Taste the Caribbean: frozen treats with a Trinidadian twist

FIKISWA TSABEDZE | 8/1/2019, 9:07 a.m.
For thousands of years ice-cream was reserved for the white and rich. Many had to settle for flavored snow.
Shelly Marshall and Khalid Hamid Contributed

For thousands of years ice-cream was reserved for the white and rich. Many had to settle for flavored snow. Fast-forward to today, ice cream is for everyone, no matter what class or race. As its consumers have multiplied, so have its flavors.

Trinidadian couple Shelly Marshall and Khalid Hamid are sharing some of these flavors through their Trini inspired ice cream shop, Island Pops. The couple specializes in ice pops and ice cream which highlight flavors from their country of origin, Trinidad. Their most popular being the white creamy soursop ice cream and pink sorbet made from sorrel flowers.

Although owning an ice-cream shop was not part of their initial plan, Marshall and Hamid have found joy in doing it. “What happened was that I had gotten sick with chikungunya from a mosquito bite,” shared Marshall. “After about two weeks of fever and body pains, I was craving soursop ice cream. My husband tried to make it, and it did not come out good.” There was no place where they could find homemade soursop ice-cream, or any other West Indian flavors that were up to standard, thus realizing that they had a niche. “I then did the ice cream course at Penn State University and taught my husband how to make it.”

Khalid was acquainted with some West Indies party promoters which proved useful in Marshall and Khalid gaining new customers. “We made popsicles which we had available during parties and events. It was a way for us to get our name into the West Indian community. Eventually, people started noticing us and taking orders, and we gained a huge following.”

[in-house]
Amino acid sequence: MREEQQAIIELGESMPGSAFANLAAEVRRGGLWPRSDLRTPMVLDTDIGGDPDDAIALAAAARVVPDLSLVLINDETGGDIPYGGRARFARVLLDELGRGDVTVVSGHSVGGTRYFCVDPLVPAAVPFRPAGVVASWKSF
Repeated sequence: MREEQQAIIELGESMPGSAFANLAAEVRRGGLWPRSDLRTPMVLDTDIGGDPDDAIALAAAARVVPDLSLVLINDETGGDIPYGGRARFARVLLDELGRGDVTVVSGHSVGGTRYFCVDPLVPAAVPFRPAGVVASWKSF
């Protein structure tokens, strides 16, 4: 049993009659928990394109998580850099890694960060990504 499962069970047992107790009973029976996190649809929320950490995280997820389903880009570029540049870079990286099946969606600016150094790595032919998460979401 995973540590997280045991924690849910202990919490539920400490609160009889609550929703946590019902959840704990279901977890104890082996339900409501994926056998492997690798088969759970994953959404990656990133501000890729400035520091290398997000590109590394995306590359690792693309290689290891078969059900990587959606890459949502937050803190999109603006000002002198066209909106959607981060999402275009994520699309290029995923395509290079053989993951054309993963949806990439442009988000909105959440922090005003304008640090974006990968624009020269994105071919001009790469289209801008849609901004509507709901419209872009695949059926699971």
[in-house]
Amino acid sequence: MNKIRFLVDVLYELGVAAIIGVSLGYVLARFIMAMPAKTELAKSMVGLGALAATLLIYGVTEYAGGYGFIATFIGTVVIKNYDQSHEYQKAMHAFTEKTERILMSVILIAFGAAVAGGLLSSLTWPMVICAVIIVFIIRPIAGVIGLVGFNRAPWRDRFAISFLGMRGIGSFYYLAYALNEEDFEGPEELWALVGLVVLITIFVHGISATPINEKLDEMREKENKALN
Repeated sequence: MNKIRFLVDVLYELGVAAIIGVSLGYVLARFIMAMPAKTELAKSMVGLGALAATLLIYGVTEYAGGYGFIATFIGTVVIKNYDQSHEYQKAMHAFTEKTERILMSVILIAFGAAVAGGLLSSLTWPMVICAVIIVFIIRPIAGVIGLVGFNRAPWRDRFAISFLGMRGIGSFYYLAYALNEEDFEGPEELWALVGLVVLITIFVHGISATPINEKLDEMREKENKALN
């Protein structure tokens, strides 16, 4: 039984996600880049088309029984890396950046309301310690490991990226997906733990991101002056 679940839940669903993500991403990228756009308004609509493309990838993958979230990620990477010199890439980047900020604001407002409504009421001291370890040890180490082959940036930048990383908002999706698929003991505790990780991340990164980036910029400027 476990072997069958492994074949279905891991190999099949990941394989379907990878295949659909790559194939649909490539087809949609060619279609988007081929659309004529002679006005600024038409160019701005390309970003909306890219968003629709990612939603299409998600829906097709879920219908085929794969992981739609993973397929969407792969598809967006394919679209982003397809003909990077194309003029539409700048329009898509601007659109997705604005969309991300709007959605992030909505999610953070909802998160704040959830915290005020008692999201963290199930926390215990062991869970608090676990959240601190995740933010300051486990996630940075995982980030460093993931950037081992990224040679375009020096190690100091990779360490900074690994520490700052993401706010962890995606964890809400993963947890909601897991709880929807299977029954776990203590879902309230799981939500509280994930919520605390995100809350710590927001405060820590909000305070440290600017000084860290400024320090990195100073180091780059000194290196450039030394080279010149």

Having been bootstrappers, using their own savings, what gave the couple a boost was winning the PowerUP business plan writing competition at the Brooklyn Library in 2015. They won $15,000, and that’s what they used to get licensing.

Marshall shared that during the winter Island Pops doubles up as a coffee and chocolate shop, with the hope to eventually have a separate chocolate shop. “We already carry some Trinidadian chocolates here. We want to bring the Caribbean cocoa production up here through our platform.”

Inasmuch as they are still getting their feet wet in the business industry with their shop, Marshall and Khalid have an ice cream making class on Saturdays which began meeting in mid-July. The two-hour class will only cost $12 and will be teaching locals how to make ice cream.

Island Pops is located in 680 Nostrand Ave. in Brooklyn.